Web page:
The capybara is the world's largest extant rodent
, native to Central
and South America
to northern Argentina
). They are about two feet tall at the shoulder, three to four feet long and can weigh up to 100 pounds. Their scientific name (Hydrochoerus hydrochoerus
), from the latin
meaning 'water pig', is particularly descriptive. The common name, capybara, is from the language of the Guarani
and means 'Master of the grasses'.
General biology and behaviour
Capybaras live near and in the water, and have evolved partially webbed feet
to help them swim. It is so comfortable in the water that capybaras have even been observed to sleep while in the water
, with only their noses breaking the surface of the water. They feed on aquatic and shoreline vegetation
, particularly grass
es. They will also feed upon fruit
s when they are available.
Capybaras are not sexually dimorphic, and the only way to differentiate a male from a female is by the presence of teats or morillos, their scent glands (which are more prominent in the males). These scent glands are located on the snout, and these animals use the morrillo, along with their anal scent glands, to mark their territories.
They are social animals, and continually communicate with one another by purring and grunting. They tend to remain in small groups of about 10 animals. These groups are of mixed sex, and young males (who are solitary) often expend considerable effort to join with established groups in order to have a chance to reproduce.
Copulation takes place, like most of the animals' life, in the water. Gestation time is roughly 150 days, and prior to giving birth the female will separate from the social group. Females give birth to, on average, four pups. After three or four days, the young and the mother rejoin the social group. Very quickly, the young begin to feed on grass, and will continue to suckle for months. Interestingly enough, the young will suckle from any lactating female, not just their mother. Young grow quickly, reaching sexual maturity in 15 months.
The capybara is an important food resource for many large predators in South America. The young are eaten by vultures, wild dogs, caimans, foxes, anacondas, ocelots and jaguars. The caiman, anaconda and jaguar will also hunt adult capybaras. When a predator is detected, the adults will bark a warning to one another, and rush into the water. Once in the water, the adults gather into a circle, facing out and the young are herded into the center. This behaviour is similar to that of the musk ox.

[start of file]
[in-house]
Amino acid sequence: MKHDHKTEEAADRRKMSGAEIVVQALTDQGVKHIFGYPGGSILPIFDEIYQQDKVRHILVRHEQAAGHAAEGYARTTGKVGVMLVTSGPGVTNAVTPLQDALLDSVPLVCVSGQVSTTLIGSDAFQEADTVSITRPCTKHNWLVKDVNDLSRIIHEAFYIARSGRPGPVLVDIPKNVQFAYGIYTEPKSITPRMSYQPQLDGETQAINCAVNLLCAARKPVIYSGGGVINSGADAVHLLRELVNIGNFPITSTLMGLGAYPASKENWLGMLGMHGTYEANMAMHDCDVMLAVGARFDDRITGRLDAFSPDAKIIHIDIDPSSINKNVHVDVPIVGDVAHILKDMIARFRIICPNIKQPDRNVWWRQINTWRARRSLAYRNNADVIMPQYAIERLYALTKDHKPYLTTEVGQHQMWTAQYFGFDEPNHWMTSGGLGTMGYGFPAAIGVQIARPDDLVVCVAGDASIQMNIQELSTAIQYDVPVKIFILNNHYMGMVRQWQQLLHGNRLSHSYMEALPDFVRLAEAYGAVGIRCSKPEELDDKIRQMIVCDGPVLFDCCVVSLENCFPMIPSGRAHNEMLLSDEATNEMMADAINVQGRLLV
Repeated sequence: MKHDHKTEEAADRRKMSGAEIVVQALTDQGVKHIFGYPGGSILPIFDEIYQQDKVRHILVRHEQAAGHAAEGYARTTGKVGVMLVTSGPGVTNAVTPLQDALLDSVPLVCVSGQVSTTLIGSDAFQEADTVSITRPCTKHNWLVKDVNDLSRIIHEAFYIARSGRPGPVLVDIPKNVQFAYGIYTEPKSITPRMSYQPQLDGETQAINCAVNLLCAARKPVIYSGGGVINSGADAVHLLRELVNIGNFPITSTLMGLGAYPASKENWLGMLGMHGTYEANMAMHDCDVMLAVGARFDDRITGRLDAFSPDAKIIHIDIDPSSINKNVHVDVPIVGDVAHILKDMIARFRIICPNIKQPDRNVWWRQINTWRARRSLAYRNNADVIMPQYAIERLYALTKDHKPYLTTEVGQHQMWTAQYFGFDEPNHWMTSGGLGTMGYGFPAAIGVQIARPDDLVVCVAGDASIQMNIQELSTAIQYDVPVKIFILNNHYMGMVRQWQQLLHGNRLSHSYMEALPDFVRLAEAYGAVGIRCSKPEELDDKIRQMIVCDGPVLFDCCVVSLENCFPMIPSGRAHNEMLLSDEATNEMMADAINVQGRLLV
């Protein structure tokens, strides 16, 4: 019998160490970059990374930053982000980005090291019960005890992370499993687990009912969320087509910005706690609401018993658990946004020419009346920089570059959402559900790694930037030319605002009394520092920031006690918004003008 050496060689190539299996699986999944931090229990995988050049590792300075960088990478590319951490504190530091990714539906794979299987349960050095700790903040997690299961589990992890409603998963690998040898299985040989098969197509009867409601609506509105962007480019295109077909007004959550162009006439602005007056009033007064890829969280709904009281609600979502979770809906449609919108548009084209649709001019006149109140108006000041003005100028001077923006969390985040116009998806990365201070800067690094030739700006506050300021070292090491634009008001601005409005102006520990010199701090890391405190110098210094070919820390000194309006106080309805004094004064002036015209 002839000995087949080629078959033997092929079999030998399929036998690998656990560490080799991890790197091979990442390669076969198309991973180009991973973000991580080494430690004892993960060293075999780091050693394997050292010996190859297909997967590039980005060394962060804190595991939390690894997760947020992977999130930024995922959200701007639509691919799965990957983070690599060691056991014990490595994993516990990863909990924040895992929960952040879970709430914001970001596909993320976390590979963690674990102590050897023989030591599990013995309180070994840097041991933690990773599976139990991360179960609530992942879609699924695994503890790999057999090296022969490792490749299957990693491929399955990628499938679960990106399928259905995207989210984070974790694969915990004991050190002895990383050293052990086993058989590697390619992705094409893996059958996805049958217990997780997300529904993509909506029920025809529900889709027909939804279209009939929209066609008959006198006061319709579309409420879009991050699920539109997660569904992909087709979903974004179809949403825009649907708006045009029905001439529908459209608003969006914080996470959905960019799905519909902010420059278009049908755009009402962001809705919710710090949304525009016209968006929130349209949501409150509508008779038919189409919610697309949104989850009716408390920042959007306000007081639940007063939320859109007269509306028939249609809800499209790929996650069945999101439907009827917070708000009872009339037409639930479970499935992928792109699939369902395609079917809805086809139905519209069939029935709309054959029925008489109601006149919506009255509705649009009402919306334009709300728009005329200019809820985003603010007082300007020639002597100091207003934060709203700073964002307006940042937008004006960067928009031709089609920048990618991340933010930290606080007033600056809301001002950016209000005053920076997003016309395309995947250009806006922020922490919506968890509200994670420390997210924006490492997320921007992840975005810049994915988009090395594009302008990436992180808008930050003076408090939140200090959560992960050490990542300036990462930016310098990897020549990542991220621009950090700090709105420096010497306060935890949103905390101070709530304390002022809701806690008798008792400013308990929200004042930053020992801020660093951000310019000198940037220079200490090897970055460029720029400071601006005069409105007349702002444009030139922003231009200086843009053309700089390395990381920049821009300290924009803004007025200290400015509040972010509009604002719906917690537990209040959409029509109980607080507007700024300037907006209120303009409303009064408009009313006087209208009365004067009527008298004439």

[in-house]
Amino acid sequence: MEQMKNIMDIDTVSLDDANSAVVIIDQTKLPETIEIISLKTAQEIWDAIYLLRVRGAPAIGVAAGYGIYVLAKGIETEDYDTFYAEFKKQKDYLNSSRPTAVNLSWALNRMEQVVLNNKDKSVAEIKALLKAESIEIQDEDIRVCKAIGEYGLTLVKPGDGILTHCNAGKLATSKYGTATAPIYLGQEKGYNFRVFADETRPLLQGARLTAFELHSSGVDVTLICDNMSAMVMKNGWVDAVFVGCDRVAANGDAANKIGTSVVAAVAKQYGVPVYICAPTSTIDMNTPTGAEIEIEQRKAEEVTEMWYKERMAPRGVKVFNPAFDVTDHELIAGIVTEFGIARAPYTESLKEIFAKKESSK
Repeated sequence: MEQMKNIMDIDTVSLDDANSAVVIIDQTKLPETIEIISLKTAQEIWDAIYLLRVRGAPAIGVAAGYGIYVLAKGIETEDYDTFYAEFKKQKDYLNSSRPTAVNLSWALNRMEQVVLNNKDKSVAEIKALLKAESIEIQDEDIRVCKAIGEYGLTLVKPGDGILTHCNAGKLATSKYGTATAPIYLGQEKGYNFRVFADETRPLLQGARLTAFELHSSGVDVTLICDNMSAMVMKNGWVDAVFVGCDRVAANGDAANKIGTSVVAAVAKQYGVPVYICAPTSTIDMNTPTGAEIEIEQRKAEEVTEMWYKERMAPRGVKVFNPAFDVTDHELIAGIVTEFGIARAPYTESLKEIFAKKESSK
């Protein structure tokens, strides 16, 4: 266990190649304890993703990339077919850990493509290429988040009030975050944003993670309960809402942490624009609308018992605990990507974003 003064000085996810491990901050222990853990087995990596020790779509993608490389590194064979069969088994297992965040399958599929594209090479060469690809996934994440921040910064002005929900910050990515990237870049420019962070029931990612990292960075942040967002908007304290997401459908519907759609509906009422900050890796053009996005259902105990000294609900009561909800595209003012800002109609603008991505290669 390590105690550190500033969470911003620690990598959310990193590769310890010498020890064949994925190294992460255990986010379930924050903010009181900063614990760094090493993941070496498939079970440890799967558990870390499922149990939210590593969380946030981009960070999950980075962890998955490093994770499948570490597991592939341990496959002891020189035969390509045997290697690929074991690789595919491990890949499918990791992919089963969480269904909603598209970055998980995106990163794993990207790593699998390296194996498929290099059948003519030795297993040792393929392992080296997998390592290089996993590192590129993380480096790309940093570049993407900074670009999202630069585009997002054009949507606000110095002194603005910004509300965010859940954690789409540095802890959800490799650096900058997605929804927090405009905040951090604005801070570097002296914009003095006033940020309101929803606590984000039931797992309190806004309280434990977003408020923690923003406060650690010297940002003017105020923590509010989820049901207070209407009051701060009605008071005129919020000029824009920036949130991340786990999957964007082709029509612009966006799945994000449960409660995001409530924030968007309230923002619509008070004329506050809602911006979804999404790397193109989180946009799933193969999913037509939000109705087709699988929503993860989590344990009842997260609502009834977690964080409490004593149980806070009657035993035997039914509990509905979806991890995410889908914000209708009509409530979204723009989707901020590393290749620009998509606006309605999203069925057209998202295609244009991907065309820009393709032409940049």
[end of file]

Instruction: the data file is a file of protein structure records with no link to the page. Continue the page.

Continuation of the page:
The capybara, as most rodents, reproduce very rapidly and thus are generally not easily extirpate
d. However, they do rely on forested areas with clean water for their survival, and thus habitat destruction
takes its toll. Despite this, the capybara is considered to be in very good shape as a species; it is not classified by CITES
or the IUCN
as being threatened.
Importance to humans
The capybara is consume
d by the local populations in South America. Their flesh is a white meat
similar to pork
, and people have tried to produce sausage
s and chops, but the most popular mode of consumption is dried or salted. In Venezuela
more than 400 ton
s are sold annually (as of 1991). There is some interest in trying to raise the animals for food, especially given their tame
nature. Even more attractive is the fact that while capybaras and cattle
share a food resource, they do not overlap in space as the capybaras must remain in or near the water. Thus some ranchers are experimenting with the idea of raising the two species together. An added benefit is the fact that the pelt
of the capybara is also market
ed in South America.
Given their tame character, capybaras are also kept as pets. In fact, if you search online, you can surely find web sites advertising companies which will sell you your very own giant rodent.
The capybara is the only living species of the family Hydrochoeridae
, but historically there were even larger members of the species.
Information culled from, among other places, ...